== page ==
Move Over EmDrive, Here Comes Woodward’s Mach Effect Drive

Cannae Drive

An exotic “impossible” space propulsion technology known as “Cannae Drive,” less known than the EmDrive but equally controversial, made news headlines a few weeks ago with the announcement that it is about to be tested in space.  There are speculations that the Cannae Drive could exploit physics known as “Mach Effect.” But perhaps the same physics plays a role in the EmDrive as well.

Cannae Inc., the company formed by engineer Guido Fetta to commercialize Cannae Drive technology, announced the forthcoming launch of a cubesat to test its space propulsion technology. “Cannae’s technology requires no on-board propellant to generate thrust and will provide station-keeping for a cubesat flying below a 150-mile orbital altitude,” claimed the announcement. “The demonstration satellite will remain in this orbit for a minimum of six months.”

Ending a wave of speculations on the similarities between Cannae Drive technology and the anomalous EmDrive effect, Fetta posted a clarification a few days ago:

Cannae is not using an EmDrive thruster in our upcoming launch.

“Cannae is using it’s own proprietary thruster technology which requires no on-board propellant to generate thrust,” added Fetta. “In addition, this project is being done as a private venture. Cannae is only working with our private commercial partners on the upcoming mission.”

Fetta’s statement has been interpreted as “disowning” the EmDrive approach and hinting at better ways to generate thrust without on-board propellant. “Cannae cubesat mission to use Mach-effect drive?” asks a post on the new subreddit /r/MachEffectDrive.

What is the Mach Effect Drive?

Woodward ExperimentThe recent Estes Park Breakthrough Propulsion Workshop – a select, invitation-only workshop in an isolated retreat – had a special focus on James Woodward’s “Mach Effect” (aka “Woodward Effect“) Drive. See also Woodward’s book, “Making Starships and Stargates – The Science of Interstellar Transport and Absurdly Benign Wormholes,” a review by Charles Platt on Boing Boing, and the related Exotic Propulsion Initiative at SSI.

“[Woodward] has pioneered ‘outside the box’ thinking aimed at solving the propulsion problem and perhaps even the problem of creating exotic matter for wormholes and warp drives,” says physicist John Cramer in his foreword to Woodward’s book. “His work has included investigations in general relativity as applied to Mach’s principle and experimental investigations of propulsion systems that propose to circumvent the third law need to eject reaction mass in order to achieve forward thrust. This line of inquiry has also led to a plausible way of satisfying the need for ‘exotic matter’ to produce wormholes and warp drives. The book you hold may offer the key to human travel to the stars.”

Mach’s principle – the idea that inertia is due to interaction with the rest of the universe, and the difference between an inertial frame and an accelerating or rotating frame is determined by distant masses and the structure of the universe at large – is taken into account in Einstein’s general relativity, but alternative theories of gravitation incorporate it more consistently. According to physicist Heidi Fearn, a collaborator of Woodward, the alternative theory of gravitation developed by Hoyle and Narlikar in the sixties, in which both retarded and advanced waves – travelling backward in time – communicate gravitational interaction is “completely Machian.”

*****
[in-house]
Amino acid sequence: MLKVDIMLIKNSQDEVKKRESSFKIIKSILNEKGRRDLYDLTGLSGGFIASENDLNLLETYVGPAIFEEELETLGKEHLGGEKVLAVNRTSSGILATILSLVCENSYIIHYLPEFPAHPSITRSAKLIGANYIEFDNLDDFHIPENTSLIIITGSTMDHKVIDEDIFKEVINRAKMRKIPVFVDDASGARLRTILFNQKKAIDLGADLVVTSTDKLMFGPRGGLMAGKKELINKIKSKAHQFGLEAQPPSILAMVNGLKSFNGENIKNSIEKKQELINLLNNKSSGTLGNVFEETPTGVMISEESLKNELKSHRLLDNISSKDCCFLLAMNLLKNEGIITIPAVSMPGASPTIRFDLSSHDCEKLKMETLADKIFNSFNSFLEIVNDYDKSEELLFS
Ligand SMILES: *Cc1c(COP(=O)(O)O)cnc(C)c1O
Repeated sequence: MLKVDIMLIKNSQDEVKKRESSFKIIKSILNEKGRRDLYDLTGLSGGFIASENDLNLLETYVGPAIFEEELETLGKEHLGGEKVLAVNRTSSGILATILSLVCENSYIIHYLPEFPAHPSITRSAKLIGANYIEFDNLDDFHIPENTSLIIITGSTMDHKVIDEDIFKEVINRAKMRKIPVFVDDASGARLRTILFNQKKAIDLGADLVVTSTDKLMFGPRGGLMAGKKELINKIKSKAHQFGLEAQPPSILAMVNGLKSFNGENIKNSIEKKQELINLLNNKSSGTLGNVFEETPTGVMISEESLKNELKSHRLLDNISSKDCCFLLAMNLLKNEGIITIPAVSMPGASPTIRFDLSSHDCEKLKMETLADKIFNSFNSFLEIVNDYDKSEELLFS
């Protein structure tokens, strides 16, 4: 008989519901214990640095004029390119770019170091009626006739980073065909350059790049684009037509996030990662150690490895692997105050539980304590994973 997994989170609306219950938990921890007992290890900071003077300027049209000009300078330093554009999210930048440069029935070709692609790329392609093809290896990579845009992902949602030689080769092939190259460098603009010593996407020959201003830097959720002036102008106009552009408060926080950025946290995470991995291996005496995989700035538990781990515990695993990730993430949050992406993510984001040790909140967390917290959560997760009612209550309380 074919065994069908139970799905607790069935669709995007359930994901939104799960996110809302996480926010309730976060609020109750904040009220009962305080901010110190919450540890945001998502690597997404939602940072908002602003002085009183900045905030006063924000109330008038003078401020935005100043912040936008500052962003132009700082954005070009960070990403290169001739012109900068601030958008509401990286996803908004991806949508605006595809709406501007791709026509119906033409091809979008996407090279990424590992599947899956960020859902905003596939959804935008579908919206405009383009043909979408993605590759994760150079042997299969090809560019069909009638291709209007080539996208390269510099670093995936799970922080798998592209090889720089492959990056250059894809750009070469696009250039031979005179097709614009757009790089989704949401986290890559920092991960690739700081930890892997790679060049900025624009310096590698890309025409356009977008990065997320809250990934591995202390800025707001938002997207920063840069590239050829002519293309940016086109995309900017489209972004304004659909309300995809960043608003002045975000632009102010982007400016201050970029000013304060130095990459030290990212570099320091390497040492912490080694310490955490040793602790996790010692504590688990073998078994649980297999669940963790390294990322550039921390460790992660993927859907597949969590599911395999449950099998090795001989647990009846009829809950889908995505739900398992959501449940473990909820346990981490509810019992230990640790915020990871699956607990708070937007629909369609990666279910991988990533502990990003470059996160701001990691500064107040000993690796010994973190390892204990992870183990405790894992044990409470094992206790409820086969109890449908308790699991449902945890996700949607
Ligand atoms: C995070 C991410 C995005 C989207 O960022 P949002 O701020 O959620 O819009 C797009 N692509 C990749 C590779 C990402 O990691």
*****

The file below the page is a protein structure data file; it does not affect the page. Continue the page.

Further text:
In “Centauri Dreams – Imagining and Planning Interstellar Exploration,” an influential 2004 book on the prospect of interstellar exploration with a focus on breakthrough propulsion physics, science writer Paul Gilster notes:

No one can say which breakthrough idea, if any, may evolve into a true star drive (my money is on Woodward).

In a post on NASASpaceFlight, the unofficial online meeting point for EmDrive scientists and enthusiasts of exotic propulsion concepts, Dr. José Rodal revealed that, according to a study presented at the Estes Park Breakthrough Propulsion Workshop, the anomalous EmDrive effect could be related to the exotic physics behind the Mach/Woodward effect and the Hoyle/Narlikar theory of gravitation.

“As the Mach/Woodward effect can be derived straight from the fully covariant nonlinear Hoyle Narlikar gravitational theory or it can also be obtained from linearized General Relativity it is really as much of a gravitational effect as gravity assist,” said Rodal. “[The] Mach/Woodward effect drive perhaps should be renamed ‘Mach Effect Gravity Assist’ (MEGA) drive, to make it more obvious to the readers that the Mach Effect is a gravitational effect, and thus it would be completely incorrect to address conservation of momentum and energy without taking into account the gravitational effect.”

Images from Cannae Inc. and Space Studies Institute.

Giulio Prisco is a freelance writer specialized in science, technology, business and future studies.